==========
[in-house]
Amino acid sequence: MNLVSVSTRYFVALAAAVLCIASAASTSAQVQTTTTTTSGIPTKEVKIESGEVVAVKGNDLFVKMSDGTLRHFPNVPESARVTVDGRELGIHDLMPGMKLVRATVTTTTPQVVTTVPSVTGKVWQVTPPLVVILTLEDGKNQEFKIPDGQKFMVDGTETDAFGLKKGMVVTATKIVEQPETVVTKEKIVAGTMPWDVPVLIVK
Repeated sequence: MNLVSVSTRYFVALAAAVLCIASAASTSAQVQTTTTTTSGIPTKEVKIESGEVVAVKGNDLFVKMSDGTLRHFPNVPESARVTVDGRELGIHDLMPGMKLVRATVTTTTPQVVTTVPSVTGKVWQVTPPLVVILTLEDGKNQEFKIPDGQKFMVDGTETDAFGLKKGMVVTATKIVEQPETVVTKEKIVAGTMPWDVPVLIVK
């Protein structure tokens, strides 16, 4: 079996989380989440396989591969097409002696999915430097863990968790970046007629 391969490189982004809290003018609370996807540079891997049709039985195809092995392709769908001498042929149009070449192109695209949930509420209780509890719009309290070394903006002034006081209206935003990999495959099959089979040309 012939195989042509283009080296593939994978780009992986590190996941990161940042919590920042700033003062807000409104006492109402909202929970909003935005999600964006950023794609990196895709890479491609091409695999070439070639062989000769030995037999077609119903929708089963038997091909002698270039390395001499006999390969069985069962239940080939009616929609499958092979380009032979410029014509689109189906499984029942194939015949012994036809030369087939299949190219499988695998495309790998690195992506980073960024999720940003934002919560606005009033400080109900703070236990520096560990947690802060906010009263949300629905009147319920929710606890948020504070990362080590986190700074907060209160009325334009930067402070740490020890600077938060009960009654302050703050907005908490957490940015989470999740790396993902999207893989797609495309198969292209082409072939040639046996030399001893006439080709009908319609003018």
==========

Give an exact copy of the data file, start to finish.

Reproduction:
[in-house]
Amino acid sequence: MNLVSVSTRYFVALAAAVLCIASAASTSAQVQTTTTTTSGIPTKEVKIESGEVVAVKGNDLFVKMSDGTLRHFPNVPESARVTVDGRELGIHDLMPGMKLVRATVTTTTPQVVTTVPSVTGKVWQVTPPLVVILTLEDGKNQEFKIPDGQKFMVDGTETDAFGLKKGMVVTATKIVEQPETVVTKEKIVAGTMPWDVPVLIVK
Repeated sequence: MNLVSVSTRYFVALAAAVLCIASAASTSAQVQTTTTTTSGIPTKEVKIESGEVVAVKGNDLFVKMSDGTLRHFPNVPESARVTVDGRELGIHDLMPGMKLVRATVTTTTPQVVTTVPSVTGKVWQVTPPLVVILTLEDGKNQEFKIPDGQKFMVDGTETDAFGLKKGMVVTATKIVEQPETVVTKEKIVAGTMPWDVPVLIVK
């Protein structure tokens, strides 16, 4: 079996989380989440396989591969097409002696999915430097863990968790970046007629 391969490189982004809290003018609370996807540079891997049709039985195809092995392709769908001498042929149009070449192109695209949930509420209780509890719009309290070394903006002034006081209206935003990999495959099959089979040309 012939195989042509283009080296593939994978780009992986590190996941990161940042919590920042700033003062807000409104006492109402909202929970909003935005999600964006950023794609990196895709890479491609091409695999070439070639062989000769030995037999077609119903929708089963038997091909002698270039390395001499006999390969069985069962239940080939009616929609499958092979380009032979410029014509689109189906499984029942194939015949012994036809030369087939299949190219499988695998495309790998690195992506980073960024999720940003934002919560606005009033400080109900703070236990520096560990947690802060906010009263949300629905009147319920929710606890948020504070990362080590986190700074907060209160009325334009930067402070740490020890600077938060009960009654302050703050907005908490957490940015989470999740790396993902999207893989797609495309198969292209082409072939040639046996030399001893006439080709009908319609003018």